Back pain is the most common form of chronic pain, with about 4 million people living with it in Australia. The most effective way to manage chronic back pain is with a multidisciplinary approach, of which exercise is a key component.
“Any single treatment in low back pain is never enough by itself,” says Associate Prof Michael Vagg, a pain medicine physician and dean of the faculty of pain medicine at the Australian and New Zealand College of Anaesthetists. “But exercise is a fundamental part of recovering from low back pain and managing it if it becomes persistent.”
But people who have suffered from back pain for a long time might feel fearful of moving.
Dr Matthew Bagg, a physiotherapist and pain scientist at Curtin University, says the first big challenge for people with chronic back pain is understanding that pain is not an accurate indication of the robustness of their body. “Regardless of how they feel, they are not broken, damaged or falling apart.”
“If it hurts to do something, people are likely to do less of it,” Vagg says. But those who remain active tend to have better outcomes in the long term. “Even when we experience back pain, it doesn’t mean that we shouldn’t be moving.”
“Pain itself isn’t an issue,” agrees Dr Rob Laird, a musculoskeletal physiotherapist. But increasing pain during and after exercise is a red flag, he says. “Exercise should reduce, not increase, pain.”
There is limited evidence to suggest that one type of exercise is better than another when it comes to chronic back pain. “The best exercise is one that you will keep doing and enjoy,” Vagg says.
Laird says physical activity for chronic back pain should include three domains: strength, mobility, and cardiovascular fitness.
Consulting a GP or a physiotherapist before starting an exercise routine for chronic back pain is strongly recommended. But here are some practical tips that can help you stay active.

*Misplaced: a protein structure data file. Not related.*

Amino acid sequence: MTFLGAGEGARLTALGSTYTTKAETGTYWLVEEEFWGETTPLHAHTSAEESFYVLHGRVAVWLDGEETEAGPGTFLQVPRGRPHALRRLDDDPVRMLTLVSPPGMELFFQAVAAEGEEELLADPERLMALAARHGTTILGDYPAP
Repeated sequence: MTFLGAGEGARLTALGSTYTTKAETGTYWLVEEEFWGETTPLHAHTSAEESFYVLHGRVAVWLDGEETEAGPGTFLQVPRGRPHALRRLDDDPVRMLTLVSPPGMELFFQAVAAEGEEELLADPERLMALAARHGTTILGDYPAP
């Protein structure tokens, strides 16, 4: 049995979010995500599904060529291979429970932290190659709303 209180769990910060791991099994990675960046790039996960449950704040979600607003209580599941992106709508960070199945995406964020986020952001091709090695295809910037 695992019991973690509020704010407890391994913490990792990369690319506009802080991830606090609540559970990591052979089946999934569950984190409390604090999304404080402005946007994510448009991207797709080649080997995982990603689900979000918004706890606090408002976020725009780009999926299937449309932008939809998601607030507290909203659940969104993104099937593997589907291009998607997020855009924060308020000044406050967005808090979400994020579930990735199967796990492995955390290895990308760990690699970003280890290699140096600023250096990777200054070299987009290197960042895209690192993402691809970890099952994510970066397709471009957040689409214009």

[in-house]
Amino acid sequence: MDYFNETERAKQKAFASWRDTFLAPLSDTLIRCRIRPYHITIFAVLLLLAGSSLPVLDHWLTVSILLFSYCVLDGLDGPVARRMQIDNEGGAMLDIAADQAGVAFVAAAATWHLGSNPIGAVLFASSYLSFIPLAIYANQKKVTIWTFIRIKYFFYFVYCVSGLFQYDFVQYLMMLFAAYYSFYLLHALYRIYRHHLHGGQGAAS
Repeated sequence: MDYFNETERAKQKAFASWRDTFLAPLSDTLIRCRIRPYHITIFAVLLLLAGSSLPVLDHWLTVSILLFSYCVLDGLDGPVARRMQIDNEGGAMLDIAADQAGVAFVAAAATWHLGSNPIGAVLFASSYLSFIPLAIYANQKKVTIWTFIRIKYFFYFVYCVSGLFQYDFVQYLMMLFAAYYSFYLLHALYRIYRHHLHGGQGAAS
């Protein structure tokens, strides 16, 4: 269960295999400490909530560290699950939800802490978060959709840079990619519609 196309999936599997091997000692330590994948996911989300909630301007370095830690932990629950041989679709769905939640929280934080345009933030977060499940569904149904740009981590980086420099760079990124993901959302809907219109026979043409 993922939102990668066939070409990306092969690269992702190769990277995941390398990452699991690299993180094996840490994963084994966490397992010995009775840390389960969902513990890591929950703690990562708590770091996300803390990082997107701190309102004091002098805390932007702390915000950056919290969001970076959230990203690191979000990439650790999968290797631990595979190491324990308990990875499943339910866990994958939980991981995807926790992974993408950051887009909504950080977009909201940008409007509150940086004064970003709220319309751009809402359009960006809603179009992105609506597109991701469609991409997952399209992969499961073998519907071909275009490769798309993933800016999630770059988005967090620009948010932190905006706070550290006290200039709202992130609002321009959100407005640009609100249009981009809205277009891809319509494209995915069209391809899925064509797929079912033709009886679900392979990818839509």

The class: pilates
In a study published in October in the Journal of Physiotherapy, Bagg and his colleagues conducted a statistical analysis that combined the results of multiple clinical trials of exercise therapies for people with long-term back pain.
They found some evidence suggesting that pilates exercise might have the most significant effects on pain intensity.
Pilates classes include a series of exercises that focus on the stability and mobility of the body, particularly the spine, core and pelvic area.
It emphasises the “neutral spine position” – the natural curves in our spine that provide stability and mobility for taking on the weight and pressure of our bodies. Pilates exercises also help strengthen legs and gluteal muscles, shoulders and arms.
The move: single knee squat
Laird advises strengthening lower limb and gluteal muscles because these are the muscles we use when we bend or move from sitting to standing. “If they are underdone, the back muscles have to work harder.”
Because exercising legs and glutes does not involve excessively recruiting back muscles, he says, most people feel safe doing it. Laird suggests beginning with the classic pilates roll down and progressing to single knee squats.
To start a roll down, imagine standing against a wall, then think of peeling your spine off the wall one vertebra at a time, beginning by tucking the chin in, rolling the neck and slowly going down to the pelvis. Your knees are slightly bent, and you might feel some pressure in your hamstrings. To come back up, roll the pelvis first, then the spine, one vertebra at a time. Neck and head come up last.
The second part of the exercise targets the gluteus maximus. Roll down again one vertebra at a time, place one hand on a chair to balance and lift one foot off the ground. Bend the knee of the standing leg, then push through the heel and come back up. Aim to five to 10 repetitions and change side.
Reduced mobility of the spine has a poor impact on back function, Laird says. A simple exercise that can help improve back mobility is the cat-cow stretch.
Start in a four-point kneeling position with your hands under your shoulders and knees under your hips. Breathing in, allow your stomach to drop down slowly and tilt your pelvis forward. As you exhale, arch your back up by tucking your tailbone in and pulling your belly button in towards your spine.
The activity: walking, cycling, swimming
Laird says brisk walks, cycling or swimming are great ways to include cardiovascular fitness in your training. These are all activities most people with chronic back pain can do, he says. “Cardiovascular fitness is essential. If you are not fit enough to walk around the block easily, you are going to struggle with life in general, and pain is still going to be a real problem.”
The hard pass: running
Laird does not encourage taking up running. “Running is not recommended at the start of a recovery plan but can be used in younger patients towards the middle to end of their recovery plan,” he says.
“It’s less useful in older patients – over 60 approximately, although there are always some exceptions – because of the impact loading when there is significant degenerative change already present.”